Albergue Casa del Santo, parochial, 38 lower Calle Mayor, €7, 211 beds, K, W, D, @, V, Bike, Cred, Tel: 941 343 390, web: http://www.alberguecofradiadelsanto.com, open all year, disabled access, separate room for snorers.
Santo Domingo de la Calzada is named after Saint Dominic, (pop. 6,700), and has been declared a site of historic interest. The tourist office is near the cathedral on Calle Mayor.
St Dominic was born nearby in the village of Viloria and studied at both the monastery of San Millan and Abadia de Valvanera. However he did so poorly in his studies he was not allowed to continue. This did not deter him from a life of religious service aiding pilgrims on the the way to Santiago. He built a bridge at the westerly end of Santo Domingo over the river Oja, a pilgrim’s hospital, and hostel, (now a Parador). The most interesting legend that surround him is the clearance of a stretch of road between Najera and Redecilla de Camino. It is said he used a sickle to cut 37km through the forest and when he stopped to pray angels continued to clear with the way with the sickle. Another version of the same legend tells us that the villagers of nearby Ayuela give him permission to cut as many trees in a day for wood as he could with his sickle, he made only one cut felling a single tree, but the end of the day he had all the wood he required. I prefer the first.
Santo Domingo de la Calzada is most famous for the legend of the cock that crowed again. There, as is usually the case, are several version of this legend. A couple from Cologne were travelling to Santiago de Compostela on a pilgrimage with their son, Hugonell. Apparently the innkeepers daughter took a fancy to him and he virtuously resisted her advances. She took a silver goblet and hid it in his possessions, in the morning she denounced him as a thief and he was hanged. When his parent were preparing to depart they heard his voice telling him that he was still alive; St Dominic was holding him up by his feet. The parent ran off to tell the magistrate the story of laughed and said their son was no more alive than the cock and hen on his plate. At that the birds grew feathers, jumped off the plate and fluttered around the room proving that their son was innocent. There are various versions of this legend in other routes to Santiago at Utrecht, in Toulouse, and Barcelos.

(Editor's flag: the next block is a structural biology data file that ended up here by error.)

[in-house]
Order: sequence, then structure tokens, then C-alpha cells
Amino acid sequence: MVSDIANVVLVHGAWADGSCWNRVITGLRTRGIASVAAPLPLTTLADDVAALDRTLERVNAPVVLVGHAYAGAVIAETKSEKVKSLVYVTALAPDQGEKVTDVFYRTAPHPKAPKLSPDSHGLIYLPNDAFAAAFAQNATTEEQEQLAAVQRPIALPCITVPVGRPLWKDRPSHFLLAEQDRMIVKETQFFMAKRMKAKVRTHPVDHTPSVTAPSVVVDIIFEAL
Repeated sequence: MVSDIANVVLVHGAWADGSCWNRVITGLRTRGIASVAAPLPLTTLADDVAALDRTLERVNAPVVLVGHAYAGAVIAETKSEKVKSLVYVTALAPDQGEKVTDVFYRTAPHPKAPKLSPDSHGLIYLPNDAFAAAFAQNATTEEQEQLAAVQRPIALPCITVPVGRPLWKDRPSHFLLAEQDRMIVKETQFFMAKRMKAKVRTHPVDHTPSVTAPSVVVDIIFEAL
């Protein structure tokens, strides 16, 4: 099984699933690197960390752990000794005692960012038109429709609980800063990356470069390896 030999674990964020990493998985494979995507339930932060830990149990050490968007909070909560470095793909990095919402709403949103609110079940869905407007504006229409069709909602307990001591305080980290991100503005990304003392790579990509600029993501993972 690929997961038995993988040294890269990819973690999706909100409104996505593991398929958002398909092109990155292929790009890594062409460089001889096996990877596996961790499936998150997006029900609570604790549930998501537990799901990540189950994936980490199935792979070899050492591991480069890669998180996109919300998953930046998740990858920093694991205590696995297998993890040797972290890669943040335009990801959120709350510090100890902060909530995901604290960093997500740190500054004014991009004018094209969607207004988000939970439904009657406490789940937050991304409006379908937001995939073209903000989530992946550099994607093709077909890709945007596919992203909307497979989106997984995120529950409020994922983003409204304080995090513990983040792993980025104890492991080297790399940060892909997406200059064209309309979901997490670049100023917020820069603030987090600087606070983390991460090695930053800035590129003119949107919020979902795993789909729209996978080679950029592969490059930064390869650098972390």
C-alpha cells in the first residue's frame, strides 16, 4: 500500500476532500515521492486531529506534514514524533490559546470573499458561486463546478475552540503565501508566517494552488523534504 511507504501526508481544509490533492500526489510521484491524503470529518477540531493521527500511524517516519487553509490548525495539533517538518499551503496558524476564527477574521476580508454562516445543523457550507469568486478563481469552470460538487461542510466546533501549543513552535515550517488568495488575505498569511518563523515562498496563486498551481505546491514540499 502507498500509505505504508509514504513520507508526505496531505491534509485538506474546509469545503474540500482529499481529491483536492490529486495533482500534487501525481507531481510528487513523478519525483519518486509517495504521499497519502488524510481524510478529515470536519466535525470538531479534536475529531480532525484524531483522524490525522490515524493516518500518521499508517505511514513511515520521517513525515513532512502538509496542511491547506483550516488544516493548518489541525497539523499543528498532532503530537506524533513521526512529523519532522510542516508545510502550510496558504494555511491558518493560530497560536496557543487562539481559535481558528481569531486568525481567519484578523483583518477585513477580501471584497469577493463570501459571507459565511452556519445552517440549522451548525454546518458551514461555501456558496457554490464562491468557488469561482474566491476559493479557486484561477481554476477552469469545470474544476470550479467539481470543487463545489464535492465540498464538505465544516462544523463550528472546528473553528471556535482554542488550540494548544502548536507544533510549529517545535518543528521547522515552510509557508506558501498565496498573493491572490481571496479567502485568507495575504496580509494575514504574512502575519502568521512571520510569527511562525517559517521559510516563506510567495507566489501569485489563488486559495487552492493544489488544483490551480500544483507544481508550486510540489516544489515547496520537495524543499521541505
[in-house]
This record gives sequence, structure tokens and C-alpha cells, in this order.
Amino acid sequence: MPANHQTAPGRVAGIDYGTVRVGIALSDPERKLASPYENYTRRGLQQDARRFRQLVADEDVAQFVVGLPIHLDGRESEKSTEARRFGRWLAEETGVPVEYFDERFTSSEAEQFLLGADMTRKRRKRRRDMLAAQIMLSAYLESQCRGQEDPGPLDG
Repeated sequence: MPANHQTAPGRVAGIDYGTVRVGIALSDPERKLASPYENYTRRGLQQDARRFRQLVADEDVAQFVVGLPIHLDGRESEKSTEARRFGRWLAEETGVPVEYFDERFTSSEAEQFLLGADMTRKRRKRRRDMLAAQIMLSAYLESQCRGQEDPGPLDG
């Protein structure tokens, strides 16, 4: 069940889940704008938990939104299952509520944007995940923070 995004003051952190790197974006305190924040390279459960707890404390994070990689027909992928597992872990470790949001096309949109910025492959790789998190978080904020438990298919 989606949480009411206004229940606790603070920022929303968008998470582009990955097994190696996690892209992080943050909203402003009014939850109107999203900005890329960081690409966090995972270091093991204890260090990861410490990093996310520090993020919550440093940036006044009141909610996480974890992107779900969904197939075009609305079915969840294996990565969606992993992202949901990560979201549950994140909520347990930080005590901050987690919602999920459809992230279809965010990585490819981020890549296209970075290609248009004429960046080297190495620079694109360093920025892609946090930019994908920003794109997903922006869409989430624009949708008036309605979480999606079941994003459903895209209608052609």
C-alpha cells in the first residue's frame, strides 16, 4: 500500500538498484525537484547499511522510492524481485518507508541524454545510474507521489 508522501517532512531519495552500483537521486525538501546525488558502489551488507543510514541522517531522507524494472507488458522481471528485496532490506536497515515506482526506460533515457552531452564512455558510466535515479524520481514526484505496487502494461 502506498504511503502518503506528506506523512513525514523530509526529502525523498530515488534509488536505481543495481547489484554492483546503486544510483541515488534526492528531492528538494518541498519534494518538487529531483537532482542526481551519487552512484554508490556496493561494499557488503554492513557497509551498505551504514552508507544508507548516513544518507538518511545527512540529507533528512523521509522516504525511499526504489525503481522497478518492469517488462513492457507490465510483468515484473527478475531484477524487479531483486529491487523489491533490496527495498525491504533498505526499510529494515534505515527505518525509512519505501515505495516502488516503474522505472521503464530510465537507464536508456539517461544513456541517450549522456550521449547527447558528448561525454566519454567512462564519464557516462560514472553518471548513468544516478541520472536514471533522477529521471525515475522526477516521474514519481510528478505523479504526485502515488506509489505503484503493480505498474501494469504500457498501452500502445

As can be seen above there is a Gothic carved pen for a cock and hen inside the cathedral, where you are asked not to take photos, while surrounded by pilgrims snapping away. The birds are changed every two weeks and the chicken coop is at the rear of the albergue run by the Spanish Confraternity. It is of course considered lucky if you hear the cock crow…
The Cathedral Santo Domingo de la Calzada is a mainly Gothic construction built over St Dominic’s original Romanesque church. Again it is a church that has been built many times over the years; after the original work during 10th and 11th century a second wave of construction added some French Romanesque influence during the 13th and 14th century; as the pilgrimage boom declined the church crumbled and the bishop in the 14th century offered indulgences to donnor for restoration, which were mainly defensive; the nave was reroofed in the 16th century with side chapels being added later; then during the 18th century, 1762, the sixty nine metre Baroque tower was added. It is worth putting aside at least an hour to fully see the cathedral; or at least take 10 minutes to pay your respects to Santo Domingo at his tomb inside.
My thought for today is inspired by the girl in the inn. Her behaviour was an outlandish illustration of control and revenge. It make me wonder where I try to control others and when I am thwarted do I wish for revenge. I see revenge in actions that are designed to hurt or punish.
Key: W = Washing, D = Drying, M = Menu, @ = Internet, K = Kitchen, B = Breakfast, V = Vending, Cred = Credential, Bike = Bike Storage